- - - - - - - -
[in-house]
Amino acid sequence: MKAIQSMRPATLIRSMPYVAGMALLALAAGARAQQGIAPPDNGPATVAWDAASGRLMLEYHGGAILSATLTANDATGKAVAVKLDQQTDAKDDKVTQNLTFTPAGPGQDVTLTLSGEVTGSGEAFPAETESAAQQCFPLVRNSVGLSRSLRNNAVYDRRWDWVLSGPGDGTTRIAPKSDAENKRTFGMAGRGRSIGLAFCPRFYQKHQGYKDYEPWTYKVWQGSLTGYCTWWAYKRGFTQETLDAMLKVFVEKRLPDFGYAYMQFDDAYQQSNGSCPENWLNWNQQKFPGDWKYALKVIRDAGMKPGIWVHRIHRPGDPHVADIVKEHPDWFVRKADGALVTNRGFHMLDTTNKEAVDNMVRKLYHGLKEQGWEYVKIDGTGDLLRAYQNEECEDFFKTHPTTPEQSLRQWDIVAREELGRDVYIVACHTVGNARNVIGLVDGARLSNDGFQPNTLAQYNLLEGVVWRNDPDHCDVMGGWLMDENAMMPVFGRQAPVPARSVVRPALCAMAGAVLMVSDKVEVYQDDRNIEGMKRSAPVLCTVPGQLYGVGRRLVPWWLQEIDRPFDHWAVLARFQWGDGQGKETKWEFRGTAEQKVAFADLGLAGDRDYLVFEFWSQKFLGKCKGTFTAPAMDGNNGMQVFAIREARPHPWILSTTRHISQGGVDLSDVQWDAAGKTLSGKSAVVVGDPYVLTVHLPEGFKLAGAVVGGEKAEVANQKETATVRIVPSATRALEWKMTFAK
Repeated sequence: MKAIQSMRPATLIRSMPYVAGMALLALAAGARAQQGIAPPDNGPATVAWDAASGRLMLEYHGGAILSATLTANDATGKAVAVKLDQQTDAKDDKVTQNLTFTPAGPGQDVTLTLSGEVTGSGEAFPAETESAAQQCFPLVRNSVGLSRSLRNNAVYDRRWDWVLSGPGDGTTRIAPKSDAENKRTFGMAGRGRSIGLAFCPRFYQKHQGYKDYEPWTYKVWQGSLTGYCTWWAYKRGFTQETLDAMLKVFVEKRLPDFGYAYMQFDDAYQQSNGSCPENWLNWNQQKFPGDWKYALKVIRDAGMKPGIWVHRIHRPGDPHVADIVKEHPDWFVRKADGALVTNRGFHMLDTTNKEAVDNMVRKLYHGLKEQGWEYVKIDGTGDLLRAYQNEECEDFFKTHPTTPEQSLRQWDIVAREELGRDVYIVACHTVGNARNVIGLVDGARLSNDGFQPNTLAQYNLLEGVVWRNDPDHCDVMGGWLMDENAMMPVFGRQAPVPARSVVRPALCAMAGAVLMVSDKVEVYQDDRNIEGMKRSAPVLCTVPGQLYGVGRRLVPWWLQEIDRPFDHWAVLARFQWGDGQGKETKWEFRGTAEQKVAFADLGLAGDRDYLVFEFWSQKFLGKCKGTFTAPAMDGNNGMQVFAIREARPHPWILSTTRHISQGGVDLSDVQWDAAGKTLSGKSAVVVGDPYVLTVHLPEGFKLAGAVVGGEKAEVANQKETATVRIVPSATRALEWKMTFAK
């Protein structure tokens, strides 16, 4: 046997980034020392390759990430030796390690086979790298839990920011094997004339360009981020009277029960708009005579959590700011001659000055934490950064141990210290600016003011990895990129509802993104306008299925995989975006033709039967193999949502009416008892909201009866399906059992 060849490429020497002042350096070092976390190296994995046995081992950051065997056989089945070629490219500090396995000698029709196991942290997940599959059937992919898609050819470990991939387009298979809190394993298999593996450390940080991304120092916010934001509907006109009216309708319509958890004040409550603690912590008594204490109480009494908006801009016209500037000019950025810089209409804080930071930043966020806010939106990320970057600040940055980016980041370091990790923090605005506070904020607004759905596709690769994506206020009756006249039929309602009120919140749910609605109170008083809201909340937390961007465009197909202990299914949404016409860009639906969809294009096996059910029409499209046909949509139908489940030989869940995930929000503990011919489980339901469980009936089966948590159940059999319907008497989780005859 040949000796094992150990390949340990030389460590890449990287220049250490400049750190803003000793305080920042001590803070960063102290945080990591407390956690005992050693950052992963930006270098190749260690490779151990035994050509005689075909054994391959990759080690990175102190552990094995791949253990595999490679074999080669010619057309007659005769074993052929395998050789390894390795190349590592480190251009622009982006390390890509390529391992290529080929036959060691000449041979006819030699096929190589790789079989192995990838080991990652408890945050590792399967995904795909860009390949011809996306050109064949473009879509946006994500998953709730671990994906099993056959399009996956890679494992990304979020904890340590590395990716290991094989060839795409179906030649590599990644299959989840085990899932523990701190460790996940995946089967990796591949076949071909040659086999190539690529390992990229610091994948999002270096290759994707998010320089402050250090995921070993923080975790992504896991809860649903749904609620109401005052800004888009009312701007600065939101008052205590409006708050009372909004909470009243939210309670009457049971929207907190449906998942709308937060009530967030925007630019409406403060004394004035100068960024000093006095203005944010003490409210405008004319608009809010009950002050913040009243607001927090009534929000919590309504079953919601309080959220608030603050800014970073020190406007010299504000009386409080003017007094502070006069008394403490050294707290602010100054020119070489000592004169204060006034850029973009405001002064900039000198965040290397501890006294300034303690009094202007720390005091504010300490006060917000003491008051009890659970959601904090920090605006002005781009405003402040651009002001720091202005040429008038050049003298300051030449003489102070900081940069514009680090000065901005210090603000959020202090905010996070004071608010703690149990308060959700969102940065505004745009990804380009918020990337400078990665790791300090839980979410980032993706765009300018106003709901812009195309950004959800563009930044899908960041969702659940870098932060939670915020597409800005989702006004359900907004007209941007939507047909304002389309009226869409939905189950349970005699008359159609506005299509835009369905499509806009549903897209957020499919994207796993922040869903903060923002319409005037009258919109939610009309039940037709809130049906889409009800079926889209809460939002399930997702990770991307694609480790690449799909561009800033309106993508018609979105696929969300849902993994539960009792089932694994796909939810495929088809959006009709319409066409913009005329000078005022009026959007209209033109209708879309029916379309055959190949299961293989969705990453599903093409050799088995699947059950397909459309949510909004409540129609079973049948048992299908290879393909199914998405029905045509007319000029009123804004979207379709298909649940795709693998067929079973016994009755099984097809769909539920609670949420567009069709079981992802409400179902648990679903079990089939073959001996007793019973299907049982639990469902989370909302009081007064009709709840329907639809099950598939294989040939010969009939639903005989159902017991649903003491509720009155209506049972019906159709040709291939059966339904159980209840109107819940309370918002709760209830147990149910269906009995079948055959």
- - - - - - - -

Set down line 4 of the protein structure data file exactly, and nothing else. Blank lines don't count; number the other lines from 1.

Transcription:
């Protein structure tokens, strides 16, 4: 046997980034020392390759990430030796390690086979790298839990920011094997004339360009981020009277029960708009005579959590700011001659000055934490950064141990210290600016003011990895990129509802993104306008299925995989975006033709039967193999949502009416008892909201009866399906059992 060849490429020497002042350096070092976390190296994995046995081992950051065997056989089945070629490219500090396995000698029709196991942290997940599959059937992919898609050819470990991939387009298979809190394993298999593996450390940080991304120092916010934001509907006109009216309708319509958890004040409550603690912590008594204490109480009494908006801009016209500037000019950025810089209409804080930071930043966020806010939106990320970057600040940055980016980041370091990790923090605005506070904020607004759905596709690769994506206020009756006249039929309602009120919140749910609605109170008083809201909340937390961007465009197909202990299914949404016409860009639906969809294009096996059910029409499209046909949509139908489940030989869940995930929000503990011919489980339901469980009936089966948590159940059999319907008497989780005859 040949000796094992150990390949340990030389460590890449990287220049250490400049750190803003000793305080920042001590803070960063102290945080990591407390956690005992050693950052992963930006270098190749260690490779151990035994050509005689075909054994391959990759080690990175102190552990094995791949253990595999490679074999080669010619057309007659005769074993052929395998050789390894390795190349590592480190251009622009982006390390890509390529391992290529080929036959060691000449041979006819030699096929190589790789079989192995990838080991990652408890945050590792399967995904795909860009390949011809996306050109064949473009879509946006994500998953709730671990994906099993056959399009996956890679494992990304979020904890340590590395990716290991094989060839795409179906030649590599990644299959989840085990899932523990701190460790996940995946089967990796591949076949071909040659086999190539690529390992990229610091994948999002270096290759994707998010320089402050250090995921070993923080975790992504896991809860649903749904609620109401005052800004888009009312701007600065939101008052205590409006708050009372909004909470009243939210309670009457049971929207907190449906998942709308937060009530967030925007630019409406403060004394004035100068960024000093006095203005944010003490409210405008004319608009809010009950002050913040009243607001927090009534929000919590309504079953919601309080959220608030603050800014970073020190406007010299504000009386409080003017007094502070006069008394403490050294707290602010100054020119070489000592004169204060006034850029973009405001002064900039000198965040290397501890006294300034303690009094202007720390005091504010300490006060917000003491008051009890659970959601904090920090605006002005781009405003402040651009002001720091202005040429008038050049003298300051030449003489102070900081940069514009680090000065901005210090603000959020202090905010996070004071608010703690149990308060959700969102940065505004745009990804380009918020990337400078990665790791300090839980979410980032993706765009300018106003709901812009195309950004959800563009930044899908960041969702659940870098932060939670915020597409800005989702006004359900907004007209941007939507047909304002389309009226869409939905189950349970005699008359159609506005299509835009369905499509806009549903897209957020499919994207796993922040869903903060923002319409005037009258919109939610009309039940037709809130049906889409009800079926889209809460939002399930997702990770991307694609480790690449799909561009800033309106993508018609979105696929969300849902993994539960009792089932694994796909939810495929088809959006009709319409066409913009005329000078005022009026959007209209033109209708879309029916379309055959190949299961293989969705990453599903093409050799088995699947059950397909459309949510909004409540129609079973049948048992299908290879393909199914998405029905045509007319000029009123804004979207379709298909649940795709693998067929079973016994009755099984097809769909539920609670949420567009069709079981992802409400179902648990679903079990089939073959001996007793019973299907049982639990469902989370909302009081007064009709709840329907639809099950598939294989040939010969009939639903005989159902017991649903003491509720009155209506049972019906159709040709291939059966339904159980209840109107819940309370918002709760209830147990149910269906009995079948055959």